One approach to potentially enhance inhibition of refractory targets is through PROTAC molecules that induce target degradation (27, 34). This emerges due to (i) potentially different requirements for the affinity necessary for a drug to inhibit enzymatic activity compared with drug inducing E3 ligase recognition, (ii) vulnerabilities of certain proteins based on their half-lives to degradation compared with catalytic inhibition, and (iii) potential allosteric interactions between the larger PROTAC molecules with other portions of the target driving binding and efficacy. To test this approach for CDK6–INK4, we generated a small library of selective and potent CDK4/6 PROTACs and identified compounds that could specifically target CDK4, CDK6, or both. Using these compounds in our sensitive and resistant models, we demonstrated that degradation of CDK6 is feasible. Importantly, effective inhibition of both CDK4 and CDK6 through degradation led to potent tumor growth inhibition in CDK4/6i-resistant tumor models. Whether achieving such levels of degradation will be safe and tolerable in the clinic is unknown, as other bifunctional degraders (e.g., targeting androgen receptor) are only beginning to be assessed in early-phase trials; however, the data in murine models suggest that intraperitoneal and PO dosing can lead to effective circulating drug concentrations and target inhibition in xenografted tumors. Importantly, the findings convey that those alternative strategies that seek to overcome the INK4–CDK6 complex may represent a substantial therapeutic advance and even lead to efficacy in tumor types in which expression of CDK6 is intrinsically high. Notable in this regard is that many of the “acquired” genetic alterations that lead to CDK6 upregulation in ER+ breast cancer (Fig. 3) are present as early events in cancers such as lung, endometrial, or prostate cancer.
The efficacy of the compounds is particularly notable in providing the very first proof that “retargeting” CDK4/6 kinases can show efficacy even after resistance to first-generation CDK4/6i emerges. This may be of relevance for several mechanisms of resistance to first-generation CDK4/6i, as we find a variety of genetic alterations can lead to induction of CDK6, including FAT1 loss (8), PTEN loss (40–42), and ARID1A loss (43). Beyond these alterations, recent literature has pointed to resistance to CDK4/6i through genetic alterations in CCNE1 (44), RB1 (45), and FGFR1 (46). The extent to which these and other alterations (other than RB1) maintain a CDK4/6-dependent checkpoint will need to be investigated using such new-generation CDK4/6i as presented here. Taken together, our results imply that use of current-generation CDK4/6i should be informed by the presence or absence of CDK6–INK4 complexes and reveal the broader therapeutic potential for strategies that promote complete downregulation of both CDK4 and CDK6.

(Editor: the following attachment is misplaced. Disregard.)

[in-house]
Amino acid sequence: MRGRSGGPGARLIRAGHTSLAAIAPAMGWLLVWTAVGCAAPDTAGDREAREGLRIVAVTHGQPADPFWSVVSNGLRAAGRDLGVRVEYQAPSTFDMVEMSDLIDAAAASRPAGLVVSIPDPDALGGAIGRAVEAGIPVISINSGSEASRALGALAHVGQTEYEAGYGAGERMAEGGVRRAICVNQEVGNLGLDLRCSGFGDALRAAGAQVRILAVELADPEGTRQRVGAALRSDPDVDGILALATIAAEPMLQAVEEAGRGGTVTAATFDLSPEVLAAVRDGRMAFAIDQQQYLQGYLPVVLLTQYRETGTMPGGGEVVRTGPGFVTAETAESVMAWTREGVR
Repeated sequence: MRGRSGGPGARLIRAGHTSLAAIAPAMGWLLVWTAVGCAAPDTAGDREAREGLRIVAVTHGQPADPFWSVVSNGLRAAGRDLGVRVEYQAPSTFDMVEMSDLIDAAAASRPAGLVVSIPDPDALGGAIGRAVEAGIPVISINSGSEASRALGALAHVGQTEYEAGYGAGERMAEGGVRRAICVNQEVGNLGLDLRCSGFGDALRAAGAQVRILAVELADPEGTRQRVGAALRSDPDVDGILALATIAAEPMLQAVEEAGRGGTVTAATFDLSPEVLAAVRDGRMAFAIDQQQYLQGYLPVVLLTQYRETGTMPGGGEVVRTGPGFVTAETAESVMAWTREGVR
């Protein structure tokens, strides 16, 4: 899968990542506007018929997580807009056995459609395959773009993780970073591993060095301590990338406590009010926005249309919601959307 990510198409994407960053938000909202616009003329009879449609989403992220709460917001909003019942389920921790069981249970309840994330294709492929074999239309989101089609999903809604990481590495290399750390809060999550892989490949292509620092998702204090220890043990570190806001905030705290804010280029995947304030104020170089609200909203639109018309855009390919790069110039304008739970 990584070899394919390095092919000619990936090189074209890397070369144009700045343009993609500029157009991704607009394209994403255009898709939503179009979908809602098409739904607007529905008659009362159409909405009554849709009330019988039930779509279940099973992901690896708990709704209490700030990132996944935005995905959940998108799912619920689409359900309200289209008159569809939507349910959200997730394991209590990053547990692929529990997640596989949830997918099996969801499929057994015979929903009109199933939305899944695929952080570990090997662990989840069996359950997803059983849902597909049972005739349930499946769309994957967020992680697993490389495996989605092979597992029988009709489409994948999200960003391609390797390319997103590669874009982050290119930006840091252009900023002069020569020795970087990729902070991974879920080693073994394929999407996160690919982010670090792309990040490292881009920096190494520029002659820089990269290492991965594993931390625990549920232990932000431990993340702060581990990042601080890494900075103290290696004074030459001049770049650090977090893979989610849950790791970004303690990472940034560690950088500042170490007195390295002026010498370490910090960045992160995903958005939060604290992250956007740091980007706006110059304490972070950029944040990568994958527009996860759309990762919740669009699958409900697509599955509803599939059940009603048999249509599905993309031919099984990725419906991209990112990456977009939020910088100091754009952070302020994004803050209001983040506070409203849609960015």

MCF7, T47D, CAMA1, ZR-75-1, EFM19, and BT474 cell lines were obtained from the American Type Culture Collection. HEK293T was a gift from Ping Chi's lab. MCF7 cells were maintained in DMEM/F12 medium. T47D, ZR-75-1, EFM19, and BT474 cells were maintained in RPMI medium. CAMA1 cells were maintained in DMEM. All media were supplemented with 10% FBS, 2 mmol/L L-glutamine, 20 U/mL penicillin, and 20 μg/mL streptomycin. All cell lines were authenticated by short tandem repeat genotyping and tested negative for Mycoplasma contamination. All cell lines were cultured and collected within 10 passages.
Drugs and Reagents
Abemaciclib (LY2835219) and palbociclib (PD-0332991) were obtained from Selleck Chemicals and TargetMol. We obtained ribociclib (LEE011) from Novartis. These drugs were dissolved in dimethyl sulfoxide. Phospho-RB1 (Ser780; #8180), phospho-RB1 (Ser807/811; #8516), RB1 (#9309), cyclin D1 (#2978), CDK6 (#3136), CDK4 (#12790), CDK2 (#2546), E2F1 (#3742), cyclin A2 (#4656), cyclin E2 (#4132), YAP (#14074), TAZ (#4883), p18 (#2896), and β-actin (#4970) antibodies were purchased from Cell Signaling Technology. FAT1 (#ab190242) and p15INK4B (ab53034) antibodies were purchased from Abcam. Recombinant human CDK6–cyclin D3 (C35-10H) and CDK4–cyclin D3 (C31-18G) were purchased from SignalChem. RB1 protein (#ab56270) was purchased from Abcam. ADP-Glo Kinase Assay Kit (V6930) was purchased from Promega.